Friday, January 6, 2012

Freedom in Love: A Challenge for the Church

he ability to love others for their own sake is a unique human freedom from self.  It is true human freedom.  We can gauge our ability to love, our inner freedom, by the markers that Jesus outlined for us.   

To the degree that we are under the control of anger, self-deceit, envy, fear, greed, gluttony, lust, pride or sloth, loving others can only rise to a minimum level if at all.  If we love only those who love us, we are still at a minimum level of ability.  

If we love our neighbors, strangers and foreigners, we go up a level. If we continue to love and forgive those who have hurt us, we move up again. If we achieve the ability to love an enemy, to forgive and do good for an enemy, we are at an upper level. And if we achieve the ability to lay down our life for any of the above, we could not be more free. At that point we are truly the fullest image or expression of God that we can be. At that point we are fully human. We then love as God loves us. It follows that to love our neighbor IS to love ourselves IS to love God.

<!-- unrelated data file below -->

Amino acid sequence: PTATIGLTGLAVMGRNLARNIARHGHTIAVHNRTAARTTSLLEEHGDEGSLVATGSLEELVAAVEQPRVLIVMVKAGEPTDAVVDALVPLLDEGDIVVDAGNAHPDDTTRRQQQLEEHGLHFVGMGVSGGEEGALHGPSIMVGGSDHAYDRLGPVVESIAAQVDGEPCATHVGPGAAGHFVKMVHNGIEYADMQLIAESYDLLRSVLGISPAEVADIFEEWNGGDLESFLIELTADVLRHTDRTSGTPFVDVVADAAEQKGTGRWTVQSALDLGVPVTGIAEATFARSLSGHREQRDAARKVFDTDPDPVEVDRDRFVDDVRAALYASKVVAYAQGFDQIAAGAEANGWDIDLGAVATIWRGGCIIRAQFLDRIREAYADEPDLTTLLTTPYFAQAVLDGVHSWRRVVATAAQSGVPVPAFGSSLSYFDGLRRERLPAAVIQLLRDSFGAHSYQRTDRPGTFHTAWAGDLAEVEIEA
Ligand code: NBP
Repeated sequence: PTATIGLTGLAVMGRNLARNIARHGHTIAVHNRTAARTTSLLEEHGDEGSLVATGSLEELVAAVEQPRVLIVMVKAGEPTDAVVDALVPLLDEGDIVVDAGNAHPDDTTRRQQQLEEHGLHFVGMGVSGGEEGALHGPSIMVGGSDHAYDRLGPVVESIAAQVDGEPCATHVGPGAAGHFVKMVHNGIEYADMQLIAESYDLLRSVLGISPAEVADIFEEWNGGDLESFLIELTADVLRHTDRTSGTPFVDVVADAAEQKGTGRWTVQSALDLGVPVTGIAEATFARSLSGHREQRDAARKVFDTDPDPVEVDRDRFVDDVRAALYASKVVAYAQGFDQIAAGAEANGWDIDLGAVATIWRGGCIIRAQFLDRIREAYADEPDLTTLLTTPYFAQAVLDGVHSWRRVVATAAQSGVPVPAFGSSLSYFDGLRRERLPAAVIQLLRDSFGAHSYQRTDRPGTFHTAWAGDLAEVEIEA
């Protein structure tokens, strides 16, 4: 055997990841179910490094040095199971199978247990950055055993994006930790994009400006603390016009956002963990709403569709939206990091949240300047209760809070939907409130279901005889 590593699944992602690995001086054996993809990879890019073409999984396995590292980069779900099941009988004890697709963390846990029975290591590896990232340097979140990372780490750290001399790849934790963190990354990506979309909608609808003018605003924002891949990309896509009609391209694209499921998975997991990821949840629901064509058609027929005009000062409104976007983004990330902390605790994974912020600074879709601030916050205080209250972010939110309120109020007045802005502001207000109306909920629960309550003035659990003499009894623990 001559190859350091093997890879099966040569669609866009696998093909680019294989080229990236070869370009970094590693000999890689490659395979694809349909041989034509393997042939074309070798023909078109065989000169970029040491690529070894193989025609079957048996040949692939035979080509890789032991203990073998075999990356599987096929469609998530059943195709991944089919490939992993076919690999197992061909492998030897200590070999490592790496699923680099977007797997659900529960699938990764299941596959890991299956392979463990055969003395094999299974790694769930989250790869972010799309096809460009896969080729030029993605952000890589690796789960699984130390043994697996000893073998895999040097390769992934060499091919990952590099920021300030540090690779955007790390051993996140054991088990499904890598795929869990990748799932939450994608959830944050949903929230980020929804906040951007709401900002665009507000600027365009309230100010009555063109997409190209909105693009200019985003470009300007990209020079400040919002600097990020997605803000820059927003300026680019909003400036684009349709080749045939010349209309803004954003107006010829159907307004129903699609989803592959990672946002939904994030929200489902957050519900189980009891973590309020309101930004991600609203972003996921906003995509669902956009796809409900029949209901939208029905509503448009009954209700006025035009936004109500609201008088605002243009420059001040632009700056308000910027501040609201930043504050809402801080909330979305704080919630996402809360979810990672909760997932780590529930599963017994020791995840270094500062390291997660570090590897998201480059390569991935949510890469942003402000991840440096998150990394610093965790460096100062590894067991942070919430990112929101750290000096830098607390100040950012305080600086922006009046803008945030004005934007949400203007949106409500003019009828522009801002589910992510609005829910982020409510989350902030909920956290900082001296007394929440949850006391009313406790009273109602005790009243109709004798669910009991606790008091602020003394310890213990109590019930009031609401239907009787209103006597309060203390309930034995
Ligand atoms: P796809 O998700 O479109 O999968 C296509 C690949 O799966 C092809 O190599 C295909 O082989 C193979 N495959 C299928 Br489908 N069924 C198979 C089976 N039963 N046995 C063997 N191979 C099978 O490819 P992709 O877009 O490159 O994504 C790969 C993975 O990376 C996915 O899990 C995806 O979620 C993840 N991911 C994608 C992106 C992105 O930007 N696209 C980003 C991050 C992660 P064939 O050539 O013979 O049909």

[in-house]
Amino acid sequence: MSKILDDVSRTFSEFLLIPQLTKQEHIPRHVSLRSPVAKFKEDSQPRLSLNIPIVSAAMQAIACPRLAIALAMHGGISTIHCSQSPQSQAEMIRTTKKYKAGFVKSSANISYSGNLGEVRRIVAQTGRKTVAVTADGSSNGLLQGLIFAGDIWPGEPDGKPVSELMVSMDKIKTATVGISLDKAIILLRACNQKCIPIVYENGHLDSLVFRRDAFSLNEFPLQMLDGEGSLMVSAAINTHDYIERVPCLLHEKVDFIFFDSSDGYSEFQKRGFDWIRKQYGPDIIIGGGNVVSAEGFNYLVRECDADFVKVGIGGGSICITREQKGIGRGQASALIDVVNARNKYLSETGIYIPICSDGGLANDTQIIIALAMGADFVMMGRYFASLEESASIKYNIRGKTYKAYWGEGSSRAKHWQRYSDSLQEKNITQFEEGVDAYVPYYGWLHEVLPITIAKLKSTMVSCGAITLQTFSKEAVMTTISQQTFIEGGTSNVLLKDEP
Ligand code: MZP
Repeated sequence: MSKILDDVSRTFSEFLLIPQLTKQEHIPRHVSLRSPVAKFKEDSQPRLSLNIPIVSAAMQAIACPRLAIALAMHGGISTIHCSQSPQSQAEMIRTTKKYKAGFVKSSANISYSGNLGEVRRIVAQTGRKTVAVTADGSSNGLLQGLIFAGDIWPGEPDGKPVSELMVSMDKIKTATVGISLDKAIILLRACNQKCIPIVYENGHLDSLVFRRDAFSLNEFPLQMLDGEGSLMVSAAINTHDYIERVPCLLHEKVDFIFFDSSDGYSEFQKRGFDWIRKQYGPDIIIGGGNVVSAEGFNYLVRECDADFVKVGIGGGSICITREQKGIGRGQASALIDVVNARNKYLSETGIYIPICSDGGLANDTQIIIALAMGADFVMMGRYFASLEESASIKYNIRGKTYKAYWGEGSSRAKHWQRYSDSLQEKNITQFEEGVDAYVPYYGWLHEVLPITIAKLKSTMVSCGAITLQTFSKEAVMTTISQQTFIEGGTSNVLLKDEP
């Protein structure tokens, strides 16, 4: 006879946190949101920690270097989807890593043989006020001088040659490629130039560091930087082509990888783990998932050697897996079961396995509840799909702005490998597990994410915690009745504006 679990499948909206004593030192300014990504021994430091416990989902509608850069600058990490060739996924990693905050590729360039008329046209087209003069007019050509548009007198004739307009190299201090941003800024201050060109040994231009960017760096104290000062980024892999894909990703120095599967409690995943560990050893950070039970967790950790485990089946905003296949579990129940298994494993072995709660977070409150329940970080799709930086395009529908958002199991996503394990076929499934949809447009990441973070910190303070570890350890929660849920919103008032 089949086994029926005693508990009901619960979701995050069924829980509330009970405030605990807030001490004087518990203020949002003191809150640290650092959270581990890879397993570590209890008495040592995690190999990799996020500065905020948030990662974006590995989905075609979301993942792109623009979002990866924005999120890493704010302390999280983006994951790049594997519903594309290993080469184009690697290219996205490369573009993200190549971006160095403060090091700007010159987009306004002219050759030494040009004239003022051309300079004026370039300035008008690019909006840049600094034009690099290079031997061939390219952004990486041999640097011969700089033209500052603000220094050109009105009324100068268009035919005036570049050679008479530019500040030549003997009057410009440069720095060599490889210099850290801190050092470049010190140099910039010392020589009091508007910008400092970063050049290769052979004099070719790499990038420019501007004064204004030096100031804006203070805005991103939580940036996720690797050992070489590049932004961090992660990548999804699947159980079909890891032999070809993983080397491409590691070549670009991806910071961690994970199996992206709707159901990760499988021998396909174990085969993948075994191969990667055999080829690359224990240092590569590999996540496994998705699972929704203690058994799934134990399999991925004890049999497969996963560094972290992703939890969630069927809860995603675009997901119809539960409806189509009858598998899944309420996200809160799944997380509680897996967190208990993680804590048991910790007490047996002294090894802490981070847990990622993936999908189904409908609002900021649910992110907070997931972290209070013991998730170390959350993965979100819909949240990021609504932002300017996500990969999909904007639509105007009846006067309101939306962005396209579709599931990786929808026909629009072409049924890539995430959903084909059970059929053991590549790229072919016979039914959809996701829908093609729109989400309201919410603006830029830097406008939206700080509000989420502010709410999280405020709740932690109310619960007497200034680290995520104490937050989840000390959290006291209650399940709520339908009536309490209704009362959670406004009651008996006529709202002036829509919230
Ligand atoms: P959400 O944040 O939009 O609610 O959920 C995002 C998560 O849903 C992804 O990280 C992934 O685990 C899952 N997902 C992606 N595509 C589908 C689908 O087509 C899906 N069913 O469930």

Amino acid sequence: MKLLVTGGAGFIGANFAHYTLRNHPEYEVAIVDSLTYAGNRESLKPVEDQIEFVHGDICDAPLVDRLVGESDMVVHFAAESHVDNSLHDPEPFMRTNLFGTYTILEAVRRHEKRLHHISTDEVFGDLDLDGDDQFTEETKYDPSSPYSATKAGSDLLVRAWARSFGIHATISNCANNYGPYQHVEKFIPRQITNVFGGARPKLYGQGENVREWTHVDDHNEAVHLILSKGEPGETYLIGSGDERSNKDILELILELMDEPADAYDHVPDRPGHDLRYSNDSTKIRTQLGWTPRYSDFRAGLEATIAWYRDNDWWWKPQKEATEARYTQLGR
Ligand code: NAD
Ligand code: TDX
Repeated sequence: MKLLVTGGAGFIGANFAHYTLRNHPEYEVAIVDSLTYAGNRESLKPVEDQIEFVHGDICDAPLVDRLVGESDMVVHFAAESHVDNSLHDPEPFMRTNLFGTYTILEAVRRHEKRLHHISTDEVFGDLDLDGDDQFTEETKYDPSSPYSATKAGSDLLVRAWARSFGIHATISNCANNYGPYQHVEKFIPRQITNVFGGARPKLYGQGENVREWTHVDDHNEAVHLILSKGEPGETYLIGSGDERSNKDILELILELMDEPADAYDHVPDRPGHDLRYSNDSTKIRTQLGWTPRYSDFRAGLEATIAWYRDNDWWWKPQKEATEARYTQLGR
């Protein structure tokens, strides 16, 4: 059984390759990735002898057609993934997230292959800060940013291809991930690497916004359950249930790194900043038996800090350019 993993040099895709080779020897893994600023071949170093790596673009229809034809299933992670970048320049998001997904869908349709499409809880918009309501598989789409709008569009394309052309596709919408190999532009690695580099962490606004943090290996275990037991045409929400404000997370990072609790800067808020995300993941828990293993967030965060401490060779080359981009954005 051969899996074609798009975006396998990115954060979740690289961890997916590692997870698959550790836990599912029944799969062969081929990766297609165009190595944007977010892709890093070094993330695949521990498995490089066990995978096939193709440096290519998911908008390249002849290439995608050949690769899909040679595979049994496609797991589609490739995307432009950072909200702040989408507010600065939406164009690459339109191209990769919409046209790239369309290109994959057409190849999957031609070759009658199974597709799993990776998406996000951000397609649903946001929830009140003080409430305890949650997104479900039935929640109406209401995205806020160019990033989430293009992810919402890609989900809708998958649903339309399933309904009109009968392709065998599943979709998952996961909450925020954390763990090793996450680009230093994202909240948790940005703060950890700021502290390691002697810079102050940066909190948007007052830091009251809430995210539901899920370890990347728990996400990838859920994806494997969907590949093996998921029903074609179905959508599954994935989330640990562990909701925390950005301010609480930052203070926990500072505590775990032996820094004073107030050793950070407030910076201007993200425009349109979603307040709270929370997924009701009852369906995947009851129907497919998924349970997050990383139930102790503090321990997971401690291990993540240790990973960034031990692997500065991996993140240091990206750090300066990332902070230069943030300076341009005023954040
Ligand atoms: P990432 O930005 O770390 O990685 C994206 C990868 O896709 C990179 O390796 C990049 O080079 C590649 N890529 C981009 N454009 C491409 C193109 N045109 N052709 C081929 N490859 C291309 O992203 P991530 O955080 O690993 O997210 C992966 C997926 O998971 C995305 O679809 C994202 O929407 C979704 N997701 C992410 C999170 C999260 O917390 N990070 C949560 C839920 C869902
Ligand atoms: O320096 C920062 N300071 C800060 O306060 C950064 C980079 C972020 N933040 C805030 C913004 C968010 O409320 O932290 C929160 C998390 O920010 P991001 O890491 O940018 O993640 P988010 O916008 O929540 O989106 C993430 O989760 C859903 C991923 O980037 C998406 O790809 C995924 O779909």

Church is a happening. It happens when people love each other, when they reach to be their best selves by loving. 

Jesus did not start a church. Jesus started a movement. At first it was called simply “The Way.” He wanted people to love each other. 

The word church has come to have many applications: 1. As an institution (The Lutheran Church, The Catholic Church). 2. As prelates or leaders who define meanings (as in “The Church Says.”) 3. As a building. Church is none of these in its real meaning. Nor is church a juridical construct, a system of rules, or a collection of beliefs, a credal ID tag. Church is not people bound together by utility. What creates church is love. Church is the community that love puts together and holds together. 

When a religious leadership puts itself ahead of Jesus’ purpose and portrays ‘membership’ or ‘loyalty’ as the true mark of being Christian, they have left Jesus by the wayside. If the Church community decides to insert a leadership, or useful buildings, or particular practices, those additions must all serve and promote the community by being in the service of love. 

So, we can extend our list of simultaneous happenings. Love of neighbor IS love of self IS love of God IS to create Church. It’s that simple! But it is only a blueprint. Love still has to be lived, and we should not confuse simple with easy. The climb to the top of love’s freedom is laden with obstacles and difficulty. More on that next time.

Do you think that our bishops look upon the Church as described above?

Called to Freedom, by Stephen Boehrer